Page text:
Harry Mathews and Cigarettes
Oscar knew that Harry Mathews, like Italo Calvino, was a member of the OuLiPo, but he had never read any of his works. Cigarettes came lauded as an ingenious novel that was readable, innovative, and moving, but Oscar approached the work with an open mind. He did not want to be swayed by others’ opinions before reading it himself.
He discovered that the plot of Cigarettes is complex enough to defy any simple synopsis. It revolves around relationships, sexual and otherwise, between members of New York’s privileged class in the 1930s and 1960s, set against tales of the art world, an insurance scam, sadomasochism, and mental illness.
As he read the first chapter Oscar became puzzled, though not by Mathews’ prose, which is beautifully clear and succinct throughout. He was puzzled by the wide array of characters and details. He felt he was missing crucial keys to comprehension. However, as he moved onto chapter two he came to understand the distinctive narrative structure of Cigarettes, and was drawn into Mathews’ creation. Different chapters focus on relationships between different characters, and reveal more and more background information. By the end of the novel Oscar had discovered a multitude of characters, all connected in an intricate web. Mathews’ technique is the controlled release of information, and its effect is not dissimilar to a detective novel.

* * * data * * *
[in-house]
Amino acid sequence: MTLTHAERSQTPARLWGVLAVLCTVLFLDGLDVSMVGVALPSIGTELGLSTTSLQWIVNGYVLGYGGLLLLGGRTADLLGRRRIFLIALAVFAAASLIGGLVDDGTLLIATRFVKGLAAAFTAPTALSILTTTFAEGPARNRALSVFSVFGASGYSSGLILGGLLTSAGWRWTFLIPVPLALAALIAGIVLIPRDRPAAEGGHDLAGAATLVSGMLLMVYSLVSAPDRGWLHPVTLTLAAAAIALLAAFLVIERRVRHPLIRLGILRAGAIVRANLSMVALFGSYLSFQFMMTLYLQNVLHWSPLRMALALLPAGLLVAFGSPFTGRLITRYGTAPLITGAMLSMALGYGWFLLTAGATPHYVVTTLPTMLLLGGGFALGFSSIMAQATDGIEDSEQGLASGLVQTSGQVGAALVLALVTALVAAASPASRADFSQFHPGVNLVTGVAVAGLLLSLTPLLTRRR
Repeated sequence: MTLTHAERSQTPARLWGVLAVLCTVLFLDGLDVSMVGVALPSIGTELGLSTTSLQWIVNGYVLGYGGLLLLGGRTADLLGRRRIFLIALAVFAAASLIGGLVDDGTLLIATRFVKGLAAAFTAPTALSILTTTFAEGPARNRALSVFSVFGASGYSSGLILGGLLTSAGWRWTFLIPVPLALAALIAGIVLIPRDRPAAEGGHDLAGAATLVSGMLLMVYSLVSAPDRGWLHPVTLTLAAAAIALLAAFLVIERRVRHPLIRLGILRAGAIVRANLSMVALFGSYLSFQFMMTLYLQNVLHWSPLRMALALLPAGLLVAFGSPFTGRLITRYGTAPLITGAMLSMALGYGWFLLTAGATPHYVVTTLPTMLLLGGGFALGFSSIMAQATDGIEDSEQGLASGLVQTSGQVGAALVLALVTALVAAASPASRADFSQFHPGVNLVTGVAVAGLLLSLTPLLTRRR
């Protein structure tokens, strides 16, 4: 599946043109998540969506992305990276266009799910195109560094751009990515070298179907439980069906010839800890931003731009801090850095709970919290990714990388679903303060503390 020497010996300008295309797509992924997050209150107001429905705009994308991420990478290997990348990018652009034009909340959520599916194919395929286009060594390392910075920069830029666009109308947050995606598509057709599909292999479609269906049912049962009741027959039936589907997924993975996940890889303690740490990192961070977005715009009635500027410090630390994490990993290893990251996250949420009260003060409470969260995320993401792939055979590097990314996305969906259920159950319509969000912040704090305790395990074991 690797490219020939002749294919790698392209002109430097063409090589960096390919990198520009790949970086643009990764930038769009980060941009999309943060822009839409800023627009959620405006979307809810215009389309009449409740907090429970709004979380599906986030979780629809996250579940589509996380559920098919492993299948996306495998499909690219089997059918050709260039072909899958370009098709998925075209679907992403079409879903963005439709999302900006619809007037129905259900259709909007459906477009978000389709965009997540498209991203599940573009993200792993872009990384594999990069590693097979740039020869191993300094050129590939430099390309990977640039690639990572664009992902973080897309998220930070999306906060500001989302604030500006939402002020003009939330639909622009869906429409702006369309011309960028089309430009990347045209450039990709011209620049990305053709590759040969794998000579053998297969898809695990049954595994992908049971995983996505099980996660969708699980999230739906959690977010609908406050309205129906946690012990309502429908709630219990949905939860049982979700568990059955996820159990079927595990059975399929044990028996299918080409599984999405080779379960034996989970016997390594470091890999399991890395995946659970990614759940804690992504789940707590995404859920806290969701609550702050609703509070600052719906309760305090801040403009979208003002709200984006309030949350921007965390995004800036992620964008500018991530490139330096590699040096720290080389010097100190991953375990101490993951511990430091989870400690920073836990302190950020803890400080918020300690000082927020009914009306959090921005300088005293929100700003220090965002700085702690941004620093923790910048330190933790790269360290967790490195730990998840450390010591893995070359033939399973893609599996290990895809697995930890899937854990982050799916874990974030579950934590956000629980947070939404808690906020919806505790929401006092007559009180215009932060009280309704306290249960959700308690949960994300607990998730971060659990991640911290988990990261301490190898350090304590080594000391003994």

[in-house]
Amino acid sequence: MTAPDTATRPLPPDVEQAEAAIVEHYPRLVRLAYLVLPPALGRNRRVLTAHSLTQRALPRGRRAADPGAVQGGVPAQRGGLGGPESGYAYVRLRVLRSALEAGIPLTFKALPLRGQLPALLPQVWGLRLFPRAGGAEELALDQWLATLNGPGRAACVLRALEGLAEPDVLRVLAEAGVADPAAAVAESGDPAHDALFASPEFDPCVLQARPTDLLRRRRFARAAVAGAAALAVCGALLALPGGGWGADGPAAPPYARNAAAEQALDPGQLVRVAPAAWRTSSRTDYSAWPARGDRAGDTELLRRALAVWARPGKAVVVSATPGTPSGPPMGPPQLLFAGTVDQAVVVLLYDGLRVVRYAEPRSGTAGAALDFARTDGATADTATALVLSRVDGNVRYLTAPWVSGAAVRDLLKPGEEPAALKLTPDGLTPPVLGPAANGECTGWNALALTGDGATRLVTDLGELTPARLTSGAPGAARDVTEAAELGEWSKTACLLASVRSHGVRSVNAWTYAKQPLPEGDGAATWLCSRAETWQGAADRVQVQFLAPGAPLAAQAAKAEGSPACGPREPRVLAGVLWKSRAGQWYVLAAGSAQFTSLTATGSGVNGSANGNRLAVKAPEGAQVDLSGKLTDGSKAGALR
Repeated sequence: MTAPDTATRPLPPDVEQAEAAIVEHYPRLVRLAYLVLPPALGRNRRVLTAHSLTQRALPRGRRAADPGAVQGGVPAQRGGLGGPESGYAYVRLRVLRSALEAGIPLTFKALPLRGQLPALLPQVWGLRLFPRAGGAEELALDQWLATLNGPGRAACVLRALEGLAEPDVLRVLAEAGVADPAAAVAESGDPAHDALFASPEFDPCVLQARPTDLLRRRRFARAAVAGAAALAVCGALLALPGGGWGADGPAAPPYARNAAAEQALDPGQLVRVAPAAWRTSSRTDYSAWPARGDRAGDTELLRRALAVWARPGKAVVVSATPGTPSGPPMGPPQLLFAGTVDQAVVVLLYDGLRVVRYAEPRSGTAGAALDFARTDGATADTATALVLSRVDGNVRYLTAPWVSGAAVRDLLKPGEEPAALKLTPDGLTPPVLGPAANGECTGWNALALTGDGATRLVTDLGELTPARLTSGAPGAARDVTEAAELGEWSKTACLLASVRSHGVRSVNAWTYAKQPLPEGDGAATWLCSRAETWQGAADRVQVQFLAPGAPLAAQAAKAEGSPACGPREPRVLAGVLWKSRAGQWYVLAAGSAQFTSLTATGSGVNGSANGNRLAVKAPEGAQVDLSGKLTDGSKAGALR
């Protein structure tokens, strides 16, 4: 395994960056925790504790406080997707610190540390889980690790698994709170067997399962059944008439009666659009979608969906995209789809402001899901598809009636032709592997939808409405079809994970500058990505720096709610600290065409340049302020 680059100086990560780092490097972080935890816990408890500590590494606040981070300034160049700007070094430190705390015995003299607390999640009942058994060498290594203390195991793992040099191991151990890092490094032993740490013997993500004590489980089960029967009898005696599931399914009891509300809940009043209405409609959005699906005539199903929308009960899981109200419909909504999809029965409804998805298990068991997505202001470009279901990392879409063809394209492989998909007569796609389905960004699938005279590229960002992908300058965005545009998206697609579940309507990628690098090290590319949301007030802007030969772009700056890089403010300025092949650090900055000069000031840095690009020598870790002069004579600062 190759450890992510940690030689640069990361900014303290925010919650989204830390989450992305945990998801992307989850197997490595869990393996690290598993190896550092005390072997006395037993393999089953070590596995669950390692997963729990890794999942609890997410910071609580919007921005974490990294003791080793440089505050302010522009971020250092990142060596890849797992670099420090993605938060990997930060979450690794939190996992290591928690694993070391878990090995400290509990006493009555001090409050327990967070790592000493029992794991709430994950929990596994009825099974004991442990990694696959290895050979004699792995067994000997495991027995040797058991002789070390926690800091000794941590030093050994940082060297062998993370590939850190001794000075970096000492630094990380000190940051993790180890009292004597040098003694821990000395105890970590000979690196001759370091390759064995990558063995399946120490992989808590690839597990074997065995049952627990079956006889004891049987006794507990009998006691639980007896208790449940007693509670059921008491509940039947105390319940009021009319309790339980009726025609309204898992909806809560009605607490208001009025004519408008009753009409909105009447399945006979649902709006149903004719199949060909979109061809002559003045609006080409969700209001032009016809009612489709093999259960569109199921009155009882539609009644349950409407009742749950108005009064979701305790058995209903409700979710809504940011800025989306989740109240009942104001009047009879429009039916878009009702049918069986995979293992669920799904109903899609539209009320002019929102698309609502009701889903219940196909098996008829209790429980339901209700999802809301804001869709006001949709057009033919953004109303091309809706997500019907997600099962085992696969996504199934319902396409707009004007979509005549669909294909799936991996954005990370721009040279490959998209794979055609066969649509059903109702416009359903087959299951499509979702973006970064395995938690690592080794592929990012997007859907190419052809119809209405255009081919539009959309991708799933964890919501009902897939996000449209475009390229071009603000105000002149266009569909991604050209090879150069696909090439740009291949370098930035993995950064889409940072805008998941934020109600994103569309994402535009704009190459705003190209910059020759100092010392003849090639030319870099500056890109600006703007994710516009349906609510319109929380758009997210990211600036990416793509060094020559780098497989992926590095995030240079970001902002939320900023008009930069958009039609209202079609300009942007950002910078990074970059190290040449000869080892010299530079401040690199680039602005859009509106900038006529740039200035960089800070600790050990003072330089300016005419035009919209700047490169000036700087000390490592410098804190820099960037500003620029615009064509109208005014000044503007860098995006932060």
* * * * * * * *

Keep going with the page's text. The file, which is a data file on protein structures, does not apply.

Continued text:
He smoked a cigarette. He had enjoyed the sense of peeling away the layers of this intricate novel, but perhaps he was more fascinated by the characters. They are complex entities, with motives that are sometimes unclear, and they inhabit a melancholy world. Mathews’ depiction of their society has much of the faded elegance and repressed emotion of the world of The Great Gatsby.
Oscar put his cigarette out and leant back in his chair. He marvelled at the depth and intricacy of Mathews’ creation. It had been, while he read it, more addictive than real cigarettes, and left a far more memorable impression.